Liszt the enigma
by Andrew Haringer
Nadar [Public domain], via Wikimedia Commons
The Hungarian composer Franz Liszt (1811-1886) has always been a difficult figure to classify. He is best known today for his second Hungarian Rhapsody, a flashy piano piece familiar to millions from its use in several inspired Bugs Bunny and Tom and Jerry cartoons. Liszt worked hard to shake the public persona of self-aggrandizing showman, but it remains a common perception today. To the degree he is thought of by the general public, it is not as a great composer such as Mozart or Beethoven, but as the sort of long-haired, vaguely ridiculous artist so brilliantly skewered by Bugs and Tom. Even the music world—though it accords him a certain degree of status as perhaps history’s greatest piano virtuoso—has not fully embraced his compositions, typically accepting only a handful of piano pieces without reservation. This lopsided view of Liszt also extends to his personal life, which is typically characterized as mired in shallowness, womanizing, and narcissism. As we will see, Liszt was not without his faults, and yet to overemphasize his failings would be to ignore the devout Catholic faith that runs as a constant thread throughout his life. This sincere Christian worldview informed Liszt’s most laudable actions, from his seriousness as an artist, to his charitable enterprises, to his personal generosity. We cannot entirely dismiss the charges of artistic superficiality, of overweening posturing and licentiousness, for Liszt’s indefatigable nature did often lead him astray. Nevertheless, his story provides a valuable lesson about God’s grace and its power to bring peace to the most restless spirit. Liszt’s childhood was securely rooted in the faith of his parents. Before marrying, Liszt’s father Adam briefly trained for the priesthood with Franciscan monks and later named his son after the order. Franz evinced strong religious inclinations at an early age and sought to enter the seminary in his teens. However, his father had worked hard to cultivate his son’s natural talent as a musician and convinced him to continue along a path that brought him from obscurity in rural Hungary to international renown. Still, upon Adam’s death in 1827, a devas-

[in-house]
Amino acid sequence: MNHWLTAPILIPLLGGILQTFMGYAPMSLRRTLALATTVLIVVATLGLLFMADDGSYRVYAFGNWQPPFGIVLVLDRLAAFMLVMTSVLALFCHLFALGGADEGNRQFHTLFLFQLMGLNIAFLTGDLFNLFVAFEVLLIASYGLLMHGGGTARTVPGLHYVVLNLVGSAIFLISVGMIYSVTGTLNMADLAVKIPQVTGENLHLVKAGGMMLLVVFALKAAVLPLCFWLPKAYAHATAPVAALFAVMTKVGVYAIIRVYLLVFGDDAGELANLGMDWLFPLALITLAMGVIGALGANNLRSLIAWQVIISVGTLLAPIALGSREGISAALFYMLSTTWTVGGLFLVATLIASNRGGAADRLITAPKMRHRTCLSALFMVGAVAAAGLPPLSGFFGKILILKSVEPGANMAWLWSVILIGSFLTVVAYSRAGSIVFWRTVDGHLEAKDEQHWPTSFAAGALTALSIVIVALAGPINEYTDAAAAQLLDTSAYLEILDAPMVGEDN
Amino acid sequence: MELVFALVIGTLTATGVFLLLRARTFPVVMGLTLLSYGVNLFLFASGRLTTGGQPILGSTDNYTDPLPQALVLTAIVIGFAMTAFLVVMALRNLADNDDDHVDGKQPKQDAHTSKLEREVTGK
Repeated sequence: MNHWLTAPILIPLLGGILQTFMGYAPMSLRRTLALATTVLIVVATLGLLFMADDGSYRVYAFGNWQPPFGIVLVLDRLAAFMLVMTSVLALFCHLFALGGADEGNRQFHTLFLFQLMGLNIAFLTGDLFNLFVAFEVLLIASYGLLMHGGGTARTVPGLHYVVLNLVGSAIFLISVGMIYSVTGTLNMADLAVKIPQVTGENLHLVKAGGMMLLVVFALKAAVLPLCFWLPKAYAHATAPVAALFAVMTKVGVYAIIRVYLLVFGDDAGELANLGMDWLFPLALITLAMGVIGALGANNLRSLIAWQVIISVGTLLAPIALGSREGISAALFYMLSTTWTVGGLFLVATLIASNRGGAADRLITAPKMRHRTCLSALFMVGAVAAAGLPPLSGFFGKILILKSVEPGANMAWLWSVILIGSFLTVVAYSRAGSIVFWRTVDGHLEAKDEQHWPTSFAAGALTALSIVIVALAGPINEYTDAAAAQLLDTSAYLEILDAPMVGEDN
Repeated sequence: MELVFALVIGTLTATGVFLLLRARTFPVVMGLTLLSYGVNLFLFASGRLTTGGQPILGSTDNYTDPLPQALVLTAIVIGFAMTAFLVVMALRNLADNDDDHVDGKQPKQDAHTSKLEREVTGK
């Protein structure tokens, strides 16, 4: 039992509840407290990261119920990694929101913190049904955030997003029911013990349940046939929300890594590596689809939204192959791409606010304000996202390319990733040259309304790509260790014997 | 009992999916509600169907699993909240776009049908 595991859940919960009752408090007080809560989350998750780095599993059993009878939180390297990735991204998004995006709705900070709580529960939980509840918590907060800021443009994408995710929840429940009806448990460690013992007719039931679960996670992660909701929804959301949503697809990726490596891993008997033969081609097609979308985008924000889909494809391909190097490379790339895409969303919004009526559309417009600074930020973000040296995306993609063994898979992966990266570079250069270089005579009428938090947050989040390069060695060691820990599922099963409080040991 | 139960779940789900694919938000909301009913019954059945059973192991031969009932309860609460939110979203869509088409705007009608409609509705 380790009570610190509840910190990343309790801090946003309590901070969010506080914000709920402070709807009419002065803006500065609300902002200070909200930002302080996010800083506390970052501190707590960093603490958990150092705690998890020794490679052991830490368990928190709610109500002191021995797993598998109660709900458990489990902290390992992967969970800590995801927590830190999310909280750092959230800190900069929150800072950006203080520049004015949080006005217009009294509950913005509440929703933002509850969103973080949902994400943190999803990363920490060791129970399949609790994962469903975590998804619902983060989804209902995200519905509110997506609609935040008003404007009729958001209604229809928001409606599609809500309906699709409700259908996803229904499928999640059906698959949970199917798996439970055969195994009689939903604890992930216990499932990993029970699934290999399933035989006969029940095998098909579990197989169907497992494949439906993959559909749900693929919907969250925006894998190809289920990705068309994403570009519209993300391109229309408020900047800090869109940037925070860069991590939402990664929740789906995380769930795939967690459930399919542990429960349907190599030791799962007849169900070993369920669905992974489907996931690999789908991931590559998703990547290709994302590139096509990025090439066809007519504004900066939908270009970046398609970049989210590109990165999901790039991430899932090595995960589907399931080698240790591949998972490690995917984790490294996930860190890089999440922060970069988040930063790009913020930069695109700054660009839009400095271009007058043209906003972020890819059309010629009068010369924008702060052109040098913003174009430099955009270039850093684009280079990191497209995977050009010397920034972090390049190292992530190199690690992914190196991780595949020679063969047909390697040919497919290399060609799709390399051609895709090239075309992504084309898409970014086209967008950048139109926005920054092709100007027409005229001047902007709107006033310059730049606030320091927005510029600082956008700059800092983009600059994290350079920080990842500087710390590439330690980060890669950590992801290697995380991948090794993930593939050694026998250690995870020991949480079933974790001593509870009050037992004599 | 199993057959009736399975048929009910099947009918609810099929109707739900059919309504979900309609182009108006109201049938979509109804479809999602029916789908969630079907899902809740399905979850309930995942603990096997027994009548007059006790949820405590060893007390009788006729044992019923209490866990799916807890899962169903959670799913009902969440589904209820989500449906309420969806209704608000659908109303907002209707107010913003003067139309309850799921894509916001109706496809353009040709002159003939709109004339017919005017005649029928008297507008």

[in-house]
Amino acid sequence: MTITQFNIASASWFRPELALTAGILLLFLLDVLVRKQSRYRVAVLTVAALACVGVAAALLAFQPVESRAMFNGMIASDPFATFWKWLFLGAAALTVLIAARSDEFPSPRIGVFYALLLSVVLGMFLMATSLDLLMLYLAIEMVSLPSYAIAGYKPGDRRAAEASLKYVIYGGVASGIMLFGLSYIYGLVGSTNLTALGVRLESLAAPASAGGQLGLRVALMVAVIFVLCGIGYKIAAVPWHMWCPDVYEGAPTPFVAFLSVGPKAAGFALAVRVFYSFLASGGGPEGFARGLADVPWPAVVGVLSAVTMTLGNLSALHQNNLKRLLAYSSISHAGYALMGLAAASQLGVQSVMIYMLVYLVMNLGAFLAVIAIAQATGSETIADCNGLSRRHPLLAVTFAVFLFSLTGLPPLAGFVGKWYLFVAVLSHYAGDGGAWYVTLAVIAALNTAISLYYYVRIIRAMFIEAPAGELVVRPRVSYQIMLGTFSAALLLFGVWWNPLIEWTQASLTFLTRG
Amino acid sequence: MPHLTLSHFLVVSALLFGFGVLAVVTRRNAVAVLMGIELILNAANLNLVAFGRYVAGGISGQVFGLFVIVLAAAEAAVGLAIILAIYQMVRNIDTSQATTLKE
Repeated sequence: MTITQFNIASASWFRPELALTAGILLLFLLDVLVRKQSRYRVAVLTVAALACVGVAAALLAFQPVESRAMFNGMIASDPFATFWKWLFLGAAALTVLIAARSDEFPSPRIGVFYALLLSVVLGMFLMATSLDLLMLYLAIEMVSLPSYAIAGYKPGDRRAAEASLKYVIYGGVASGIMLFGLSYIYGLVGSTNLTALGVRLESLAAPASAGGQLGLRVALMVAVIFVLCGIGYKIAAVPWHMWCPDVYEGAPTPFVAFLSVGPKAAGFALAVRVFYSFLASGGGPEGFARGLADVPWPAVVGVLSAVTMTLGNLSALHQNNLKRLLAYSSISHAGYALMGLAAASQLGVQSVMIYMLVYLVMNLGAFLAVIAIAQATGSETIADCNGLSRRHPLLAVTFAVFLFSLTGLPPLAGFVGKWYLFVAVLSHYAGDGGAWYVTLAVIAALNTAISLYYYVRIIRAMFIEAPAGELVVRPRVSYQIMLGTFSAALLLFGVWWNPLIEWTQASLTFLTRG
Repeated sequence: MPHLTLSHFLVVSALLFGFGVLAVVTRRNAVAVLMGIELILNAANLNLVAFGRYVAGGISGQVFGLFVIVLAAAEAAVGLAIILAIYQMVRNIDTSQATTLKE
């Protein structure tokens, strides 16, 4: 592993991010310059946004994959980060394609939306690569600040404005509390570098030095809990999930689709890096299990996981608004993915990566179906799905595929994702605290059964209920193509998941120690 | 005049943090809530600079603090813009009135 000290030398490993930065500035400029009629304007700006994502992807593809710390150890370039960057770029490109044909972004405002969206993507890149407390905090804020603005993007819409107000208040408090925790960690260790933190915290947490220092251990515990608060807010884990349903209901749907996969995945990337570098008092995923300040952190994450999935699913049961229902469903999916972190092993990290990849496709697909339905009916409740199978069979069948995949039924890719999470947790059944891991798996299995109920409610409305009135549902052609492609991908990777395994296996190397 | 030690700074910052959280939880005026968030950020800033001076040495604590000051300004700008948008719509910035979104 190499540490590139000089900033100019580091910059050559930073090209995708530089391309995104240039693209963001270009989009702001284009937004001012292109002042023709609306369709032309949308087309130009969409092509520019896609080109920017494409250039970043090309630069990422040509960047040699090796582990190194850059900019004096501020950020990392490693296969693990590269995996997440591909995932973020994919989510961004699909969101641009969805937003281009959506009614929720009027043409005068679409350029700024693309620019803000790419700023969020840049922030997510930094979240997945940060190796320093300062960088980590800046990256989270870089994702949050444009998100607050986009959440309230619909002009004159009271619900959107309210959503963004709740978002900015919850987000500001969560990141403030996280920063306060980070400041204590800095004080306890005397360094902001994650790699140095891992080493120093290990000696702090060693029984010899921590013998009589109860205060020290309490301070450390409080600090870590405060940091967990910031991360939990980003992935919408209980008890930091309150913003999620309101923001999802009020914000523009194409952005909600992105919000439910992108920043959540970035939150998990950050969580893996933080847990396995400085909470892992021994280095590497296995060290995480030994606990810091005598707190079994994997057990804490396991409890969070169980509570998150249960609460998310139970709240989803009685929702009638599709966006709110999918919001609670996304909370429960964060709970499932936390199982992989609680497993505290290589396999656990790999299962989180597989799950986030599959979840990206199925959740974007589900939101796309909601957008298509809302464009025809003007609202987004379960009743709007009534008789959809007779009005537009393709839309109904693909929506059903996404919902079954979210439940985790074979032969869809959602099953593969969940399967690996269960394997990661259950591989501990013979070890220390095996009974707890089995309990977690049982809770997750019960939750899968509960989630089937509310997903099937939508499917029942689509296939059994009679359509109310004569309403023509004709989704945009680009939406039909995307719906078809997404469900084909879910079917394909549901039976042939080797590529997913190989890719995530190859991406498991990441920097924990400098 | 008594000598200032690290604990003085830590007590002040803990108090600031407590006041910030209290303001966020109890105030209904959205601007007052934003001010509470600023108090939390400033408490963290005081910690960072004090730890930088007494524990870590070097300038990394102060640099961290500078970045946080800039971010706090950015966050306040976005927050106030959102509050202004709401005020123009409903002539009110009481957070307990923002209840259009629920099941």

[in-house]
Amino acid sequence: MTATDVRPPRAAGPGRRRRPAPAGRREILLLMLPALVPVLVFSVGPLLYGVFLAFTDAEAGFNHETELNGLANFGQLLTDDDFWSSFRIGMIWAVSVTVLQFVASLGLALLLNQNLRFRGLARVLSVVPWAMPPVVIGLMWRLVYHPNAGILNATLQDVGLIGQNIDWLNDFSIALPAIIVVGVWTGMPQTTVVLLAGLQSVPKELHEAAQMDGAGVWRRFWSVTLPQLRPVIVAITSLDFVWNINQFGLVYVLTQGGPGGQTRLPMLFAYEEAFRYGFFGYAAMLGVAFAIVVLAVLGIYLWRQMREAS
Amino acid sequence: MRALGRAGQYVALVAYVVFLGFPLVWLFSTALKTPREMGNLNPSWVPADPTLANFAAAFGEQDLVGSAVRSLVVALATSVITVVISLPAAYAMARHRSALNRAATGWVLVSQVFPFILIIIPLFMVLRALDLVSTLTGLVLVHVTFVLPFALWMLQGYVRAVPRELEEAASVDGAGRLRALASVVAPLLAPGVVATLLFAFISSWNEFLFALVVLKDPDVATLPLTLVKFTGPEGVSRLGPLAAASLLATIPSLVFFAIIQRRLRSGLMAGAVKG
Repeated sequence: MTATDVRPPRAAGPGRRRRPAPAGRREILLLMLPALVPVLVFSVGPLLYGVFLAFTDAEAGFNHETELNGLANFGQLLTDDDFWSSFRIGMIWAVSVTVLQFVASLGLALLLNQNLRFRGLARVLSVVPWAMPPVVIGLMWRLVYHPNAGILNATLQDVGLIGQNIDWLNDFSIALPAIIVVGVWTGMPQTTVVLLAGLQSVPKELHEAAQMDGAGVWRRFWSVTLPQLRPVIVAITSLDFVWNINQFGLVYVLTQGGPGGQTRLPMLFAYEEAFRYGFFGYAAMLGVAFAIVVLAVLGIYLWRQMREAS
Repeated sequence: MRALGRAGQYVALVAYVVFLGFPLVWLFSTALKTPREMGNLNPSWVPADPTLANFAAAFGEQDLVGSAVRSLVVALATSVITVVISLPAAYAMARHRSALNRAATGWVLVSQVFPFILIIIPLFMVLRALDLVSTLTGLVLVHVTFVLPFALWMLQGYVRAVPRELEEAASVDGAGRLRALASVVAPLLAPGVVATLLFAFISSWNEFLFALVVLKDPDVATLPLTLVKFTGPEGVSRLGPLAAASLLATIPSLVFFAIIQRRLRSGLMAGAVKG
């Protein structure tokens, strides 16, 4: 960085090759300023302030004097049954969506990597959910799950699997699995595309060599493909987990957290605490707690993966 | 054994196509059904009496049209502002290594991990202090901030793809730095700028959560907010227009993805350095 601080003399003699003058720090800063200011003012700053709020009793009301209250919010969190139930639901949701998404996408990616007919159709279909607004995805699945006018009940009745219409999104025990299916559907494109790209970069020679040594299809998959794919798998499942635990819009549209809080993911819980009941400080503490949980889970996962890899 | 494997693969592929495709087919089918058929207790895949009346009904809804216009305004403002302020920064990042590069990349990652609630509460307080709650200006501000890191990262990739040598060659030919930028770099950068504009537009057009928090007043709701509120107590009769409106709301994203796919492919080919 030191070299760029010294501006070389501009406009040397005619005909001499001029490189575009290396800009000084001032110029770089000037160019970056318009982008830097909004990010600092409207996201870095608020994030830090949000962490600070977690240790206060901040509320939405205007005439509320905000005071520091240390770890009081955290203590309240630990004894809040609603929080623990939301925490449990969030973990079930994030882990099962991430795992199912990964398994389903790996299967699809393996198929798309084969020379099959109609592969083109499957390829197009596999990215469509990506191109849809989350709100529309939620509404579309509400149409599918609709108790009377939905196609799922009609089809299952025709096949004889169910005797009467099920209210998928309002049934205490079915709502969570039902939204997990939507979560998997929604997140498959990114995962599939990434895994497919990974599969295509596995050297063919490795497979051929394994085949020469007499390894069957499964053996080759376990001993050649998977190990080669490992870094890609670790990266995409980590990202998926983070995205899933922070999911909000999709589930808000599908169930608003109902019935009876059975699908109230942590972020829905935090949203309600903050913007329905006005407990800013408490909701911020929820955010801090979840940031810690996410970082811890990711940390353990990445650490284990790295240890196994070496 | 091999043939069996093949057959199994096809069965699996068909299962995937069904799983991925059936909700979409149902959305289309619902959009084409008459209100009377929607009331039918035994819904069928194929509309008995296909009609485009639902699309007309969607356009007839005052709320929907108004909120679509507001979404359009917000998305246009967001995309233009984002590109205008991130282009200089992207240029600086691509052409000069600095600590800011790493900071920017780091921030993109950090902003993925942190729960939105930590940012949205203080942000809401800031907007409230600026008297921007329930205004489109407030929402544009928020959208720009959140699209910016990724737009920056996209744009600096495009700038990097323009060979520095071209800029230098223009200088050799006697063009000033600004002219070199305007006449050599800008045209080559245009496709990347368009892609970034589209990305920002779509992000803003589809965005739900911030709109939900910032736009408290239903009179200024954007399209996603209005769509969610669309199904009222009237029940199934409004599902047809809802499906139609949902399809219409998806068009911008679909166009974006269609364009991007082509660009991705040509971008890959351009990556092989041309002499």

tated Liszt once more attempted to join the priesthood, only to be deterred once again by his mother, Anna, and his priest. The immediate catalyst for this second religious awakening was not the death of Liszt’s father, but rather the failure of the first of what would become a string of love affairs. In this case, his attempt to marry the daughter of a prominent government official was thwarted by her father, who considered a musician unworthy of her hand. Fall 2012
Fall 2012 issue of The Williams College Telos. Theme: Hunger.